Every now and then, one of our clients considers adopting an alternative database platform – sometimes NoSQL, sometimes a brand new relational database. They’ll ask for our help in evaluating the vendor’s solution.
One of the best ways to do it is ask the database vendor to set us up on a WebEx or GoToMeeting with one of their happy customers. I want to hear from the technical folks, not management.
I run the call with six PowerPoint slides – here’s how:
Good stuff. I see many companies trying alternatives due to licensing costs. If you are an ISV and are considering software with a GPL or similar license you may want to seriously reconsider that product. You may be threatened by your vendor to open source all of your derivative works, which you may not want to do. Or you may need to buy a pricey commercial license later. An ISV I consulted for was held hostage by a vendor for just this reason. The commercial license ended up being more expensive than SQL Server. Non-ISVs likely don’t need to worry about all of this. Caveat emptor…free != no-cost.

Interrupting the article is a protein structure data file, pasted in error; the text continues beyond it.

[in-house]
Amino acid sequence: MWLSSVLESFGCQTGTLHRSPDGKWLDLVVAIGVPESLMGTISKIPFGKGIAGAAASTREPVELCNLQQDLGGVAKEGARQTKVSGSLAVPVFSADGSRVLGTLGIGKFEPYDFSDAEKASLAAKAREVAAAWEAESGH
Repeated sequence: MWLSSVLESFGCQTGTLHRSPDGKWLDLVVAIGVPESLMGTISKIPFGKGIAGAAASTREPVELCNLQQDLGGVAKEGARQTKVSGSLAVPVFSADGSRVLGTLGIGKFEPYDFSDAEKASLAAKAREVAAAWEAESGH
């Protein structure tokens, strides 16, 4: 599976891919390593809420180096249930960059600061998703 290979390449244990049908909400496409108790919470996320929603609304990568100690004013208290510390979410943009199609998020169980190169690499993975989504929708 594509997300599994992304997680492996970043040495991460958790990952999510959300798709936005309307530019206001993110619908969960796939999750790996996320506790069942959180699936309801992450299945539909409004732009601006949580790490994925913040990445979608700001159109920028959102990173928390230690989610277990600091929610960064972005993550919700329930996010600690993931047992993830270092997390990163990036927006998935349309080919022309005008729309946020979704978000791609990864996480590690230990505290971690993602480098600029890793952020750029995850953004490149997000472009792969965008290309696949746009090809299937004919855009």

This is a wonderful wonderful post/video.
It reminds me of your Hierarchy of Needs. In fact I often take your hierarchy of needs, change backups to HA and DR (just terminology) and then I’ve got broad categories that cover the ops in devops for almost all IT projects. Does that make sense? It becomes a handy list I use to mentally answer “Okay, before I go, did I forget anything important?”
This video takes those categories and finds the parts that are likely to have interesting differences. For example, the category “Capacity Planning” is important, but not technically difficult to accomplish. In contrast knowing where the current bottlenecks for each candidate platform is super-interesting.
For NoSQL solutions, it’s also interesting to focus on what letters you’re giving up in the acronym ACID, and what letters you’re giving up in the acronym CAP (in Brewer’s CAP theorem).
Thanks sir! Glad you like the video and the Hierarchy of Needs. I still use that Hierarchy of Needs all the time myself too, like during client finding sessions.